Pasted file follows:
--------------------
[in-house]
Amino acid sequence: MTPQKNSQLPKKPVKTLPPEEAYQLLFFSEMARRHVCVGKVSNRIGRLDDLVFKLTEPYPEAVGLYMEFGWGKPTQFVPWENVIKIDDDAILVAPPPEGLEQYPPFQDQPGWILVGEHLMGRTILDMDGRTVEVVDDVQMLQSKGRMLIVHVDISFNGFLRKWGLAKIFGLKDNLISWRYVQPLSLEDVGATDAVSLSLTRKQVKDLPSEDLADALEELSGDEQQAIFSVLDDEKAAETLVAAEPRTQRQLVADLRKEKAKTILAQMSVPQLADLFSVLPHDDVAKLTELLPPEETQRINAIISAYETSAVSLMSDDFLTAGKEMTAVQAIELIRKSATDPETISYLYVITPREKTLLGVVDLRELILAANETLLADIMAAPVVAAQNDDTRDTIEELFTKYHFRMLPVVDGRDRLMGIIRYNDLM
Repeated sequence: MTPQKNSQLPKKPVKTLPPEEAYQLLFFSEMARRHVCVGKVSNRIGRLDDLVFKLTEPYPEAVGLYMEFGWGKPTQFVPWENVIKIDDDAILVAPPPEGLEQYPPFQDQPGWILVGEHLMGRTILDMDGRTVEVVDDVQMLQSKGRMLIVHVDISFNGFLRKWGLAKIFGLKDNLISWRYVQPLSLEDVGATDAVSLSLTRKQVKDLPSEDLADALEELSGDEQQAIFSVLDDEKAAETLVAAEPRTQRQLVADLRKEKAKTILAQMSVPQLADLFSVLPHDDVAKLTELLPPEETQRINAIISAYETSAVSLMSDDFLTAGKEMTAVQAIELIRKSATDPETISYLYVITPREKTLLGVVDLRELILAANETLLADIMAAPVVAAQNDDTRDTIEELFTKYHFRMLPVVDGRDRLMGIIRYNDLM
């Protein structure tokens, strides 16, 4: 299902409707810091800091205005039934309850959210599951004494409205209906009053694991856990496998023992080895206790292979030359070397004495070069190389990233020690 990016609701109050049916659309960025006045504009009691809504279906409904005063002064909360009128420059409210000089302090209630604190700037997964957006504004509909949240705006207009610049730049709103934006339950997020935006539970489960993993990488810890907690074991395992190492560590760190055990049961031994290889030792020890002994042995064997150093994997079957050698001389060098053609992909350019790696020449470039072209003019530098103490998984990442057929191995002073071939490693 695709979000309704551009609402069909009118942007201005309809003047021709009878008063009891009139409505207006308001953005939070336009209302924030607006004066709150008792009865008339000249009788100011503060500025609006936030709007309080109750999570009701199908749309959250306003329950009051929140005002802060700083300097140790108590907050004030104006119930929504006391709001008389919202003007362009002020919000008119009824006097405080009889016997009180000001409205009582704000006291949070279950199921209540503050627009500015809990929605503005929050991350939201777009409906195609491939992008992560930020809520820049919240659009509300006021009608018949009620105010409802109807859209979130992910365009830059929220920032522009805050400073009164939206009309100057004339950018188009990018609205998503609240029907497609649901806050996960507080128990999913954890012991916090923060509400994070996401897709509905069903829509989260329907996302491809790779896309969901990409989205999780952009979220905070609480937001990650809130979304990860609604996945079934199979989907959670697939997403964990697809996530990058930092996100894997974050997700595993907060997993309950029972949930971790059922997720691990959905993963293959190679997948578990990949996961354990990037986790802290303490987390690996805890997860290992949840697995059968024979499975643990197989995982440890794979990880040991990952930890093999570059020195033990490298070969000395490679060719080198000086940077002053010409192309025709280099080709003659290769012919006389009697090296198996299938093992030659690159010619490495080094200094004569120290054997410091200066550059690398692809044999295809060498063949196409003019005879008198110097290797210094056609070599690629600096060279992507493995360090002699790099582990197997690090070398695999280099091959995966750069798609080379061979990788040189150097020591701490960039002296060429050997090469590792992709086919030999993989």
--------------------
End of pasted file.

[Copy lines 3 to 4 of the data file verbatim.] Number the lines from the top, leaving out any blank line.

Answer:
Repeated sequence: MTPQKNSQLPKKPVKTLPPEEAYQLLFFSEMARRHVCVGKVSNRIGRLDDLVFKLTEPYPEAVGLYMEFGWGKPTQFVPWENVIKIDDDAILVAPPPEGLEQYPPFQDQPGWILVGEHLMGRTILDMDGRTVEVVDDVQMLQSKGRMLIVHVDISFNGFLRKWGLAKIFGLKDNLISWRYVQPLSLEDVGATDAVSLSLTRKQVKDLPSEDLADALEELSGDEQQAIFSVLDDEKAAETLVAAEPRTQRQLVADLRKEKAKTILAQMSVPQLADLFSVLPHDDVAKLTELLPPEETQRINAIISAYETSAVSLMSDDFLTAGKEMTAVQAIELIRKSATDPETISYLYVITPREKTLLGVVDLRELILAANETLLADIMAAPVVAAQNDDTRDTIEELFTKYHFRMLPVVDGRDRLMGIIRYNDLM
């Protein structure tokens, strides 16, 4: 299902409707810091800091205005039934309850959210599951004494409205209906009053694991856990496998023992080895206790292979030359070397004495070069190389990233020690 990016609701109050049916659309960025006045504009009691809504279906409904005063002064909360009128420059409210000089302090209630604190700037997964957006504004509909949240705006207009610049730049709103934006339950997020935006539970489960993993990488810890907690074991395992190492560590760190055990049961031994290889030792020890002994042995064997150093994997079957050698001389060098053609992909350019790696020449470039072209003019530098103490998984990442057929191995002073071939490693 695709979000309704551009609402069909009118942007201005309809003047021709009878008063009891009139409505207006308001953005939070336009209302924030607006004066709150008792009865008339000249009788100011503060500025609006936030709007309080109750999570009701199908749309959250306003329950009051929140005002802060700083300097140790108590907050004030104006119930929504006391709001008389919202003007362009002020919000008119009824006097405080009889016997009180000001409205009582704000006291949070279950199921209540503050627009500015809990929605503005929050991350939201777009409906195609491939992008992560930020809520820049919240659009509300006021009608018949009620105010409802109807859209979130992910365009830059929220920032522009805050400073009164939206009309100057004339950018188009990018609205998503609240029907497609649901806050996960507080128990999913954890012991916090923060509400994070996401897709509905069903829509989260329907996302491809790779896309969901990409989205999780952009979220905070609480937001990650809130979304990860609604996945079934199979989907959670697939997403964990697809996530990058930092996100894997974050997700595993907060997993309950029972949930971790059922997720691990959905993963293959190679997948578990990949996961354990990037986790802290303490987390690996805890997860290992949840697995059968024979499975643990197989995982440890794979990880040991990952930890093999570059020195033990490298070969000395490679060719080198000086940077002053010409192309025709280099080709003659290769012919006389009697090296198996299938093992030659690159010619490495080094200094004569120290054997410091200066550059690398692809044999295809060498063949196409003019005879008198110097290797210094056609070599690629600096060279992507493995360090002699790099582990197997690090070398695999280099091959995966750069798609080379061979990788040189150097020591701490960039002296060429050997090469590792992709086919030999993989």